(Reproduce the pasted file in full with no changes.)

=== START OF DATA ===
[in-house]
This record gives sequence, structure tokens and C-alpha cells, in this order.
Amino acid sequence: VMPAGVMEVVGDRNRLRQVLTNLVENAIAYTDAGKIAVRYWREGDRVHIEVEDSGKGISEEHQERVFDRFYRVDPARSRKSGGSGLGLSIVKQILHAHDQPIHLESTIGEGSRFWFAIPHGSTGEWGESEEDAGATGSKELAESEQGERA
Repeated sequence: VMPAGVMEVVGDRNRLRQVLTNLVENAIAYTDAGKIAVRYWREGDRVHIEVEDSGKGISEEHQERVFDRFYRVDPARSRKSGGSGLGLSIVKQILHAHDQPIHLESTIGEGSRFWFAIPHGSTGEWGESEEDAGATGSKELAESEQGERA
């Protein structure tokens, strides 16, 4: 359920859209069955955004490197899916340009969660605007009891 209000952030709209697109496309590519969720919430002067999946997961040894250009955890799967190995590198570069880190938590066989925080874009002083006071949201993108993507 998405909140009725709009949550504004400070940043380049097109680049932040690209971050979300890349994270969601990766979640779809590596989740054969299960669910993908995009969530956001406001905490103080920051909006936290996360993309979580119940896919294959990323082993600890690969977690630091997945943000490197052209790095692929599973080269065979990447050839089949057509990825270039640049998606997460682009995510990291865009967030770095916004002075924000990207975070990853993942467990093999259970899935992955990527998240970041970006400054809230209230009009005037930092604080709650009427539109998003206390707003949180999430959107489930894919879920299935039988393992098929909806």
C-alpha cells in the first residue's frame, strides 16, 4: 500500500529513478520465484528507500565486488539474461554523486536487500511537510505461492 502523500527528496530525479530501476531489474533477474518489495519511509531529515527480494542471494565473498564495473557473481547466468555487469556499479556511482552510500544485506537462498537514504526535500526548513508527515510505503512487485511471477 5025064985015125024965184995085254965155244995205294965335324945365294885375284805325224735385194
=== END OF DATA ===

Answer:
[in-house]
This record gives sequence, structure tokens and C-alpha cells, in this order.
Amino acid sequence: VMPAGVMEVVGDRNRLRQVLTNLVENAIAYTDAGKIAVRYWREGDRVHIEVEDSGKGISEEHQERVFDRFYRVDPARSRKSGGSGLGLSIVKQILHAHDQPIHLESTIGEGSRFWFAIPHGSTGEWGESEEDAGATGSKELAESEQGERA
Repeated sequence: VMPAGVMEVVGDRNRLRQVLTNLVENAIAYTDAGKIAVRYWREGDRVHIEVEDSGKGISEEHQERVFDRFYRVDPARSRKSGGSGLGLSIVKQILHAHDQPIHLESTIGEGSRFWFAIPHGSTGEWGESEEDAGATGSKELAESEQGERA
């Protein structure tokens, strides 16, 4: 359920859209069955955004490197899916340009969660605007009891 209000952030709209697109496309590519969720919430002067999946997961040894250009955890799967190995590198570069880190938590066989925080874009002083006071949201993108993507 998405909140009725709009949550504004400070940043380049097109680049932040690209971050979300890349994270969601990766979640779809590596989740054969299960669910993908995009969530956001406001905490103080920051909006936290996360993309979580119940896919294959990323082993600890690969977690630091997945943000490197052209790095692929599973080269065979990447050839089949057509990825270039640049998606997460682009995510990291865009967030770095916004002075924000990207975070990853993942467990093999259970899935992955990527998240970041970006400054809230209230009009005037930092604080709650009427539109998003206390707003949180999430959107489930894919879920299935039988393992098929909806």
C-alpha cells in the first residue's frame, strides 16, 4: 500500500529513478520465484528507500565486488539474461554523486536487500511537510505461492 502523500527528496530525479530501476531489474533477474518489495519511509531529515527480494542471494565473498564495473557473481547466468555487469556499479556511482552510500544485506537462498537514504526535500526548513508527515510505503512487485511471477 5025064985015125024965184995085254965155244995205294965335324945365294885375284805325224735385194